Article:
I’m off to a party, so I’m signing off. We can check back in several years after the economic results of your public union agenda comes in.



report abuse
 

rr

posted July 4, 2010 at 5:03 pm


quote: “The reality is that we are in a depression, and while the private sector suffers, the public is doing fine. Everyone (that isn’t blinded by free money) knows the truth.”
Did you even read my post which gave very specific examples from my own life as a professor at a state school (which does not allow unions) which contradict your argument? It’s simply not true that everyone in the public sector is doing well. Sorry, as the saying goes, you are entitled to your own opinion, but not your own facts. Also, I work on average about 50 hours a week. Call, me crazy, but I have a family to support and I actually expect to be paid for my work, even if it is under 50k a year.
Sometimes I get the sense from anti-government ideologues that they expect state employees to work without compensation. Your comment about “free money” is ridiculous. Any service, whether provided by the state or a private company is not free. You could force my college to go private tomorrow and you would still have to pay faculty and staff if you expected them to continue on as employees.
rr



report abuse
 

Indy

posted July 4, 2010 at 5:03 pm


Really, the private sector is suffering, only, and the public sector not?
http://www.huffingtonpost.com/2010/07/04/government-jobs-no-longer_n_635015.html
You really are working awfully hard against the GOP, MDavid. I just don’t understand why you want to hurt Repubicans so much. I don’t know if more solution oriented conservatives can counter the damage you’re doing here.



report abuse
 

Steve D

posted July 4, 2010 at 5:10 pm


“The real reason we disagree are not our competing studies – there are literally hundreds supporting my position, and if you are intellectually honest, you can just google them. The reality is that we are in a depression, and while the private sector suffers, the public is doing fine.”
No, we disagree because of essentially different world views. Studies and statistics don’t tell the whole story. You have refused to even acknowledge anecdotal information from people that have had the actual experiences. I find it quite depressing that you and some other people here want others to suffer. That, to me is the scariest part I don’t wish other people to suffer because I may be suffering. Yes, I do believe that some are overpaid, I also understand that life is not fair or equitable. My belief in Christ and God allows for a point where I may not see the equity, but it is His fight not mine. I have a friend who makes multiples of my salary. More power to her!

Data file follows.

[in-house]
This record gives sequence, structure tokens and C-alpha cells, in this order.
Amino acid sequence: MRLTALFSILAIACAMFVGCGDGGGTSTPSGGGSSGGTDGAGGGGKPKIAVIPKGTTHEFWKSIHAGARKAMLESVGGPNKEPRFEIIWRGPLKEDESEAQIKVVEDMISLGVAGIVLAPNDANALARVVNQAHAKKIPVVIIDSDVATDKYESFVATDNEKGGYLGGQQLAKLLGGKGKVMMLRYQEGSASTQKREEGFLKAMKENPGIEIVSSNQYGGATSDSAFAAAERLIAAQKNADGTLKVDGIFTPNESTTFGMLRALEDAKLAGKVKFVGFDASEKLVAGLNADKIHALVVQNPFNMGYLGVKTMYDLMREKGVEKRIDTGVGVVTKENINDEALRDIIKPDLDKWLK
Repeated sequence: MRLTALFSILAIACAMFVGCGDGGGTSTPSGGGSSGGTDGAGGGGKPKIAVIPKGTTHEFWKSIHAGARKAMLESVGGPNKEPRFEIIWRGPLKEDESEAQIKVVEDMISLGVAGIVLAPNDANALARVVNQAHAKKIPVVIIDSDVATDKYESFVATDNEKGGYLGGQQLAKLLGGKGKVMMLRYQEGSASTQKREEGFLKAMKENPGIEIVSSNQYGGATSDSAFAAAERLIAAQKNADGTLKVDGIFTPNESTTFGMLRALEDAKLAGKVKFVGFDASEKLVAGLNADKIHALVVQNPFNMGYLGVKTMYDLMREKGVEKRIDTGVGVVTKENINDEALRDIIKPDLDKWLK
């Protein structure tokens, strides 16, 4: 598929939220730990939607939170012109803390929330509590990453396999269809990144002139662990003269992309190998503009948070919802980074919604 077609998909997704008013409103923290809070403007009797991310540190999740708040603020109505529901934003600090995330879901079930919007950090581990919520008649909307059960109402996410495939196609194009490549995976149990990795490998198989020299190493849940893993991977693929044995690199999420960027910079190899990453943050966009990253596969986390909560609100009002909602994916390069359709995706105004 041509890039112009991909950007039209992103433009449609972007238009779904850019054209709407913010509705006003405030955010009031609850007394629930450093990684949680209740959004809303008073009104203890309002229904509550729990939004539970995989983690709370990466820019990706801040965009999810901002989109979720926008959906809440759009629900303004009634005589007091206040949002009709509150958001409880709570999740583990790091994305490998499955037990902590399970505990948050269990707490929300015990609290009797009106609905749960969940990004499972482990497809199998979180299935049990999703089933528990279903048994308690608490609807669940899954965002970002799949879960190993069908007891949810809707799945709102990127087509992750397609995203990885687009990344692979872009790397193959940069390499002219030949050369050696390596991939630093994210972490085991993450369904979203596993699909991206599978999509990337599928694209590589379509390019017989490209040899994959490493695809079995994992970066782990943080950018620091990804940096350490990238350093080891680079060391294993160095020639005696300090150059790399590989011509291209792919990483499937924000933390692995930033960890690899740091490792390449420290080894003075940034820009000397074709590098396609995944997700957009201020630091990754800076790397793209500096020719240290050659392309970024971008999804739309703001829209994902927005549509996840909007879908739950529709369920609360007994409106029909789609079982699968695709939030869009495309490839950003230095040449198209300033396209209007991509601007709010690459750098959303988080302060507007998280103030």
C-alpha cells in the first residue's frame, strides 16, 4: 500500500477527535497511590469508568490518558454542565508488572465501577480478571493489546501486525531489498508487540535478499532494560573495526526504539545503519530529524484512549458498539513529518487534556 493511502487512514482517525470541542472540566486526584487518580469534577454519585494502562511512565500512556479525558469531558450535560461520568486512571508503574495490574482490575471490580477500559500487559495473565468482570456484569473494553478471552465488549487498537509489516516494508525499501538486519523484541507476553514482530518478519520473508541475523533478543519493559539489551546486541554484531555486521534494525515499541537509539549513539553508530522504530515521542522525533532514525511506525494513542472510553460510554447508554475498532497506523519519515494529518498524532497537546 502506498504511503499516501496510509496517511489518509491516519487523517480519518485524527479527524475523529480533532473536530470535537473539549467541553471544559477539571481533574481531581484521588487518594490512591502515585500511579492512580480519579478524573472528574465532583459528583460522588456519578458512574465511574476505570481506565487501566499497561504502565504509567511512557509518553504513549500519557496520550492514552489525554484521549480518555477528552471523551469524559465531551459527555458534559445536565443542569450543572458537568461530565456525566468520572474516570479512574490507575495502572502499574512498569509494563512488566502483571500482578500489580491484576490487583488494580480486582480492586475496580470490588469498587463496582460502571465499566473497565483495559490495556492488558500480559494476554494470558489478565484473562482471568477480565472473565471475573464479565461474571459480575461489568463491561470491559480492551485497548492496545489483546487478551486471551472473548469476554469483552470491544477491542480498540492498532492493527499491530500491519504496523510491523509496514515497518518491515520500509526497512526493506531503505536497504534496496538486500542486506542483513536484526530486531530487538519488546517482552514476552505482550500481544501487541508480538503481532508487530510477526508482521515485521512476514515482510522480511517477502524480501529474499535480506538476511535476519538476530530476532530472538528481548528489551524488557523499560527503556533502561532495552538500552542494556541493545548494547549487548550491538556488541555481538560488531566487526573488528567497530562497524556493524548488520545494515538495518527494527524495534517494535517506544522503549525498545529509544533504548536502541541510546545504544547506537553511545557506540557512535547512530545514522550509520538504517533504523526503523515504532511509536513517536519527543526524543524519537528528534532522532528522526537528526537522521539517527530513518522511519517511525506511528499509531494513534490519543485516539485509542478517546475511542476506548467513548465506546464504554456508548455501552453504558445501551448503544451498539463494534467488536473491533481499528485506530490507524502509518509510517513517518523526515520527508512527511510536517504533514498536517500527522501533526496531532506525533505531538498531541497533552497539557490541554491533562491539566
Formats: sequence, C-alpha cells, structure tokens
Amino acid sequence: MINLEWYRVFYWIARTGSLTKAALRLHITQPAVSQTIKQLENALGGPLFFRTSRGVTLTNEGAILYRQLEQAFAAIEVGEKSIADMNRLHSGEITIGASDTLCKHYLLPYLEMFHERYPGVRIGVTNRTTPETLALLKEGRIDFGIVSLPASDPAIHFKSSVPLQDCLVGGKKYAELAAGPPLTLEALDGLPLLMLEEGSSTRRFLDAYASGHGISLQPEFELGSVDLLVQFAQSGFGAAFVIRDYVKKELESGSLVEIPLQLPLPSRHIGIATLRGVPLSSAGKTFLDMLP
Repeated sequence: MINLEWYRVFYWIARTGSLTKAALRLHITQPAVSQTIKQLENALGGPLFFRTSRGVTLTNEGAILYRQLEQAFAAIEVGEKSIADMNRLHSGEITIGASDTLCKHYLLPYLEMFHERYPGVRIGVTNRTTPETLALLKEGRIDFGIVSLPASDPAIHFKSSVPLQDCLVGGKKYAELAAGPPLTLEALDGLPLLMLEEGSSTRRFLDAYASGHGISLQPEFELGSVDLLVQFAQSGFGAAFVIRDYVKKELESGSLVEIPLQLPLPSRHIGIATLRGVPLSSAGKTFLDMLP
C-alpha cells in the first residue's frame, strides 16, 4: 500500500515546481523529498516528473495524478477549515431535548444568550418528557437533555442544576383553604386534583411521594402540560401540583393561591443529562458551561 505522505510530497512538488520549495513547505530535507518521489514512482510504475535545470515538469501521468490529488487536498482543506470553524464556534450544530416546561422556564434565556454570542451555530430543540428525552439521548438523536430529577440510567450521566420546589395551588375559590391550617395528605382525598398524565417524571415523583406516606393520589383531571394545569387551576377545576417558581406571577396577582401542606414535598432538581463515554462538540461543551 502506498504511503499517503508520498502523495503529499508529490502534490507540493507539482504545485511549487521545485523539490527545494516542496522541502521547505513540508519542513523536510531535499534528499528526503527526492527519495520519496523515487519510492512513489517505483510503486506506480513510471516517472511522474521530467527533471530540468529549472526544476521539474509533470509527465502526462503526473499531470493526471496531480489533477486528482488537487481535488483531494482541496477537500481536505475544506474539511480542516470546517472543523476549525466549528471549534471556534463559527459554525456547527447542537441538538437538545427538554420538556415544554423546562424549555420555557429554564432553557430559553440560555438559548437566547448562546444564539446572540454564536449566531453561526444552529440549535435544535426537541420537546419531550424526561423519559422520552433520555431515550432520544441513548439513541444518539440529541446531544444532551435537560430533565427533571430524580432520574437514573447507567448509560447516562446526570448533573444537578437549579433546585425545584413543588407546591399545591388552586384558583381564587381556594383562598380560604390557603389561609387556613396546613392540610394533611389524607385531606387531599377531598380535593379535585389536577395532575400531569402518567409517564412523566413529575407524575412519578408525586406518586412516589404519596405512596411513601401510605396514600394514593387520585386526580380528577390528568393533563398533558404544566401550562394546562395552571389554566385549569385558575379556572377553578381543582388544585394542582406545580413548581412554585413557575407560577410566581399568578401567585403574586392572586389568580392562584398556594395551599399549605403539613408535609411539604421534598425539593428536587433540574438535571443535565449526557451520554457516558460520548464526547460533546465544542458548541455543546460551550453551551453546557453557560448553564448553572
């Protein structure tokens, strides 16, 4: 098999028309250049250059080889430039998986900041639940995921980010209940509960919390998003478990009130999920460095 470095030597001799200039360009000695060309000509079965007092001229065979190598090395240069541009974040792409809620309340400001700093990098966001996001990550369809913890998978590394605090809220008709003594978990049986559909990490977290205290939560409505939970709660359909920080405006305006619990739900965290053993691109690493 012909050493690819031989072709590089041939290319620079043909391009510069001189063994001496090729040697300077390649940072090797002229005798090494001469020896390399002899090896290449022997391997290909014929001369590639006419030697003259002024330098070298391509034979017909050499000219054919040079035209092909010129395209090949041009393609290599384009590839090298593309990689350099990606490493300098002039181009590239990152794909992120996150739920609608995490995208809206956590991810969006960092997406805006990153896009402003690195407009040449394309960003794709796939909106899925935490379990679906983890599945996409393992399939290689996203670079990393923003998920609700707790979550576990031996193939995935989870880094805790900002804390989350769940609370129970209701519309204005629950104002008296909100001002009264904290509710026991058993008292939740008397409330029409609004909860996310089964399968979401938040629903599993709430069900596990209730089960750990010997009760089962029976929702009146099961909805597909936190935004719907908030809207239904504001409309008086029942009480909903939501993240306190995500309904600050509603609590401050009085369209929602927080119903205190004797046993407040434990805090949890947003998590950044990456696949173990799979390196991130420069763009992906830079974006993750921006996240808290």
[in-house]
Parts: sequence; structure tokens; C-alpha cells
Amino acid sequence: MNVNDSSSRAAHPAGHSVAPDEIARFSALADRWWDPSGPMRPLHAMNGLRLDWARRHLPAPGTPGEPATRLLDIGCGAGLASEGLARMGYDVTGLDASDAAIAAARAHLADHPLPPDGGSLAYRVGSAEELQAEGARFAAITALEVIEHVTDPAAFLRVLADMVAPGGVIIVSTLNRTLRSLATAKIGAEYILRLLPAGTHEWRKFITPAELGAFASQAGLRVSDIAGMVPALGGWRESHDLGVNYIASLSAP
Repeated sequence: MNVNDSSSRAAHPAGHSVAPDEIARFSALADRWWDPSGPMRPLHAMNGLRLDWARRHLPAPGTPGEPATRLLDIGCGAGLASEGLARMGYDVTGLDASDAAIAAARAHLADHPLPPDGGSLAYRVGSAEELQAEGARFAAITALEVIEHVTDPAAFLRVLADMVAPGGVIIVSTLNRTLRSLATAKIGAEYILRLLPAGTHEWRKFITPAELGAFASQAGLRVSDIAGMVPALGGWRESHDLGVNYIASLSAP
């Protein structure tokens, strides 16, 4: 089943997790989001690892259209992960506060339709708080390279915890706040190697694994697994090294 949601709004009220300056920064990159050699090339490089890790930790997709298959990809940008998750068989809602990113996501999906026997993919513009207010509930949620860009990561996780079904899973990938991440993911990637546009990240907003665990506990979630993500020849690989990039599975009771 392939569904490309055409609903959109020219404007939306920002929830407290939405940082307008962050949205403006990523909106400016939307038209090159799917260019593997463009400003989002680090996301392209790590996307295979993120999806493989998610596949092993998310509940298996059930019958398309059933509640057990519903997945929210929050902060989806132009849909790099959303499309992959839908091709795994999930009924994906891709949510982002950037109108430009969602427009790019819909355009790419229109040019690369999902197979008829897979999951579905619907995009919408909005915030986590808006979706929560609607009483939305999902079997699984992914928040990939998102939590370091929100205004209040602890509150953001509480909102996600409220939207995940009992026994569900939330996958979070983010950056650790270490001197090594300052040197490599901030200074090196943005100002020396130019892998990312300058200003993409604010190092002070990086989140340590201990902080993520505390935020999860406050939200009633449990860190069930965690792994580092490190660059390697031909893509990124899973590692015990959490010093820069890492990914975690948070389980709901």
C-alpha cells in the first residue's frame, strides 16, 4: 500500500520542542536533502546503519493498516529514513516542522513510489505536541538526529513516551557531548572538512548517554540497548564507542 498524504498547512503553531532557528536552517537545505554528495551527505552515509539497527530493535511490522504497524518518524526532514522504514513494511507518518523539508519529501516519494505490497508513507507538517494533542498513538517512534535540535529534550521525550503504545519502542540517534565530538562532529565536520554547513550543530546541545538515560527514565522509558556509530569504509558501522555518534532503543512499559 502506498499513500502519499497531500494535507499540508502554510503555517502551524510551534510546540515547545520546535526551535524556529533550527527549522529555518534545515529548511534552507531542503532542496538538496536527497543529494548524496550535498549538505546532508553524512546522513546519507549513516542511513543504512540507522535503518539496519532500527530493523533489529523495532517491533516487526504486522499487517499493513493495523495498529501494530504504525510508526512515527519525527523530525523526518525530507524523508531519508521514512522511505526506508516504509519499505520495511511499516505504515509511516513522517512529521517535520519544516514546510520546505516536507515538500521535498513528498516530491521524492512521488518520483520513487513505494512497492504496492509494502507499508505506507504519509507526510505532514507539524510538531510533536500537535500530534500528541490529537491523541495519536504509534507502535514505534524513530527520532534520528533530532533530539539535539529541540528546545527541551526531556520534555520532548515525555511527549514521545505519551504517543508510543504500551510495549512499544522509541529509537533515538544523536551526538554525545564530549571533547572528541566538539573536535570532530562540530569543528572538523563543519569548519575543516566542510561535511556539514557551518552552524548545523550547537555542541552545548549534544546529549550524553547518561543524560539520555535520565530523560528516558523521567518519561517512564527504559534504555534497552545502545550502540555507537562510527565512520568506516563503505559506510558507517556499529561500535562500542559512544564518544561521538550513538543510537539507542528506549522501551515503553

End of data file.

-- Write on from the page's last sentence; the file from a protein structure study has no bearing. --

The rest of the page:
We do see the world from very different perspectives.



report abuse
 

Indy

posted July 4, 2010 at 5:14 pm


Rod, on your general point, did you see the article in today’s New York Times about job seekers among the middle class (“The Great Rupture”)? Some of these are supply and demand issues, affected by our strongly consumerist culture which has been premised on constant demand. Some due to a ripple effect from the housing meltdown. And some due to technological changes. I think a lot of people will live more frugally for some time. Just seeing so many others lose their jobs and houses has been sobering. I’ve always been more inclined to save than spend, I’m even more so now. But if we comfortably well off people don’t spend on new technology for our offices or refurbishing the kitchen, it’s going to continue to affect businesses which once depended on people like us.



report abuse
 

Indy

posted July 4, 2010 at 5:27 pm


Steve D., don’t be discouraged, keep solidering on. It is because he refuses to recognize input from people who have had actual experiences that I keep telling MDavid he is hurting the GOP. I’m not of the left, I don’t automatically reject the idea of voting for Republicans. The arguments MDavid uses make it harder for me to do so, however, because I don’t know to what extent he represents Republicans. And this blogs readership is not so large as to attract Republicans who would push back against his approach, with its putdowns and calls for suffering. The Republicans I know aren’t like him, they never would argue issues the way he has. So I tend to think MDavid is an outlier in the dataset. To me, MDavid’s approach seems equivalent to those on the left who argued as if they wanted the U.S. to lose the Iraq war simply and only because it would hurt George W. Bush, the larger objectives regardless. I think there only is a small subset of Americans who actively want bad things to happen to other Americans for what they believe would be political gain for one party. If it is any help to you and others, I don’t think most of us are like that, whether we’re on the left, right, or, like me, in the middle.